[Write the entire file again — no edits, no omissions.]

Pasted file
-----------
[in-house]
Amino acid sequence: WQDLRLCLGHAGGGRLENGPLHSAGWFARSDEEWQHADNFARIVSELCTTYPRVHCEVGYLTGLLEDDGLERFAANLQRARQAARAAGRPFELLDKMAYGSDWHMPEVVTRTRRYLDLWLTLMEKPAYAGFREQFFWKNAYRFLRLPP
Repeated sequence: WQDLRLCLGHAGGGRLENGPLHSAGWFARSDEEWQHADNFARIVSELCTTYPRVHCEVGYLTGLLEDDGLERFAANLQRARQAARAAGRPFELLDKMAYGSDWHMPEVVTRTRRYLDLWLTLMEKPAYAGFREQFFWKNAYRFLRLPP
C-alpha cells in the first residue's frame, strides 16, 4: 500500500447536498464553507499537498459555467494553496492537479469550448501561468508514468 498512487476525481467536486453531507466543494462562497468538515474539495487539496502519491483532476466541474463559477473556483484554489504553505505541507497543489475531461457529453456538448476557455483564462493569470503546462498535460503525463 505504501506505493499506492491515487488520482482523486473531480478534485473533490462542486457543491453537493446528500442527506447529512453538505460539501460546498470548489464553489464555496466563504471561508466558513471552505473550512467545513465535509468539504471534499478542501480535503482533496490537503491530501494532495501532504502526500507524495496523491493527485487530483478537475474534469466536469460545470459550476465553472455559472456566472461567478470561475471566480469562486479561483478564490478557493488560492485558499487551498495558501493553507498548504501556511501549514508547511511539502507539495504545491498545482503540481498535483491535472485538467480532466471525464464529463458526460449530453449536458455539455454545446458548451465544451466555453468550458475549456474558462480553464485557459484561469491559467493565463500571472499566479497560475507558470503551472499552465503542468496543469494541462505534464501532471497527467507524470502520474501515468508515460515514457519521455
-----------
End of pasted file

[in-house]
Amino acid sequence: WQDLRLCLGHAGGGRLENGPLHSAGWFARSDEEWQHADNFARIVSELCTTYPRVHCEVGYLTGLLEDDGLERFAANLQRARQAARAAGRPFELLDKMAYGSDWHMPEVVTRTRRYLDLWLTLMEKPAYAGFREQFFWKNAYRFLRLPP
Repeated sequence: WQDLRLCLGHAGGGRLENGPLHSAGWFARSDEEWQHADNFARIVSELCTTYPRVHCEVGYLTGLLEDDGLERFAANLQRARQAARAAGRPFELLDKMAYGSDWHMPEVVTRTRRYLDLWLTLMEKPAYAGFREQFFWKNAYRFLRLPP
C-alpha cells in the first residue's frame, strides 16, 4: 500500500447536498464553507499537498459555467494553496492537479469550448501561468508514468 498512487476525481467536486453531507466543494462562497468538515474539495487539496502519491483532476466541474463559477473556483484554489504553505505541507497543489475531461457529453456538448476557455483564462493569470503546462498535460503525463 505504501506505493499506492491515487488520482482523486473531480478534485473533490462542486457543491453537493446528500442527506447529512453538505460539501460546498470548489464553489464555496466563504471561508466558513471552505473550512467545513465535509468539504471534499478542501480535503482533496490537503491530501494532495501532504502526500507524495496523491493527485487530483478537475474534469466536469460545470459550476465553472455559472456566472461567478470561475471566480469562486479561483478564490478557493488560492485558499487551498495558501493553507498548504501556511501549514508547511511539502507539495504545491498545482503540481498535483491535472485538467480532466471525464464529463458526460449530453449536458455539455454545446458548451465544451466555453468550458475549456474558462480553464485557459484561469491559467493565463500571472499566479497560475507558470503551472499552465503542468496543469494541462505534464501532471497527467507524470502520474501515468508515460515514457519521455